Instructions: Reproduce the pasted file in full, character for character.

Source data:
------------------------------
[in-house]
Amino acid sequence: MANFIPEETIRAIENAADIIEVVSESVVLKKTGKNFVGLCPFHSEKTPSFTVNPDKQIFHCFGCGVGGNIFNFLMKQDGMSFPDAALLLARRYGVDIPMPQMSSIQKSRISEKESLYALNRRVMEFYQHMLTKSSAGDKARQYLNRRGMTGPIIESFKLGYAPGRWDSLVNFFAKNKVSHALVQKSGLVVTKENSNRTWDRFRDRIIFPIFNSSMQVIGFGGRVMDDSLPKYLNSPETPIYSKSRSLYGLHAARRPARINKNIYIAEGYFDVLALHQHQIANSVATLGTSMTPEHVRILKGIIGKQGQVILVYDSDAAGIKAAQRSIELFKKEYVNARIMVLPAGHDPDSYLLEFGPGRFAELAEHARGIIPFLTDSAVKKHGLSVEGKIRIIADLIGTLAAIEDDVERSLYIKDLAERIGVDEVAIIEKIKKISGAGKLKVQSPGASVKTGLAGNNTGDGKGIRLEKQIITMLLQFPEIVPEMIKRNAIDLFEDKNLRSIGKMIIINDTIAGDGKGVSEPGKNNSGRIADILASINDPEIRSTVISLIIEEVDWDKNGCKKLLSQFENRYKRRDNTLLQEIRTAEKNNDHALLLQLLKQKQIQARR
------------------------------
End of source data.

[in-house]
Amino acid sequence: MANFIPEETIRAIENAADIIEVVSESVVLKKTGKNFVGLCPFHSEKTPSFTVNPDKQIFHCFGCGVGGNIFNFLMKQDGMSFPDAALLLARRYGVDIPMPQMSSIQKSRISEKESLYALNRRVMEFYQHMLTKSSAGDKARQYLNRRGMTGPIIESFKLGYAPGRWDSLVNFFAKNKVSHALVQKSGLVVTKENSNRTWDRFRDRIIFPIFNSSMQVIGFGGRVMDDSLPKYLNSPETPIYSKSRSLYGLHAARRPARINKNIYIAEGYFDVLALHQHQIANSVATLGTSMTPEHVRILKGIIGKQGQVILVYDSDAAGIKAAQRSIELFKKEYVNARIMVLPAGHDPDSYLLEFGPGRFAELAEHARGIIPFLTDSAVKKHGLSVEGKIRIIADLIGTLAAIEDDVERSLYIKDLAERIGVDEVAIIEKIKKISGAGKLKVQSPGASVKTGLAGNNTGDGKGIRLEKQIITMLLQFPEIVPEMIKRNAIDLFEDKNLRSIGKMIIINDTIAGDGKGVSEPGKNNSGRIADILASINDPEIRSTVISLIIEEVDWDKNGCKKLLSQFENRYKRRDNTLLQEIRTAEKNNDHALLLQLLKQKQIQARR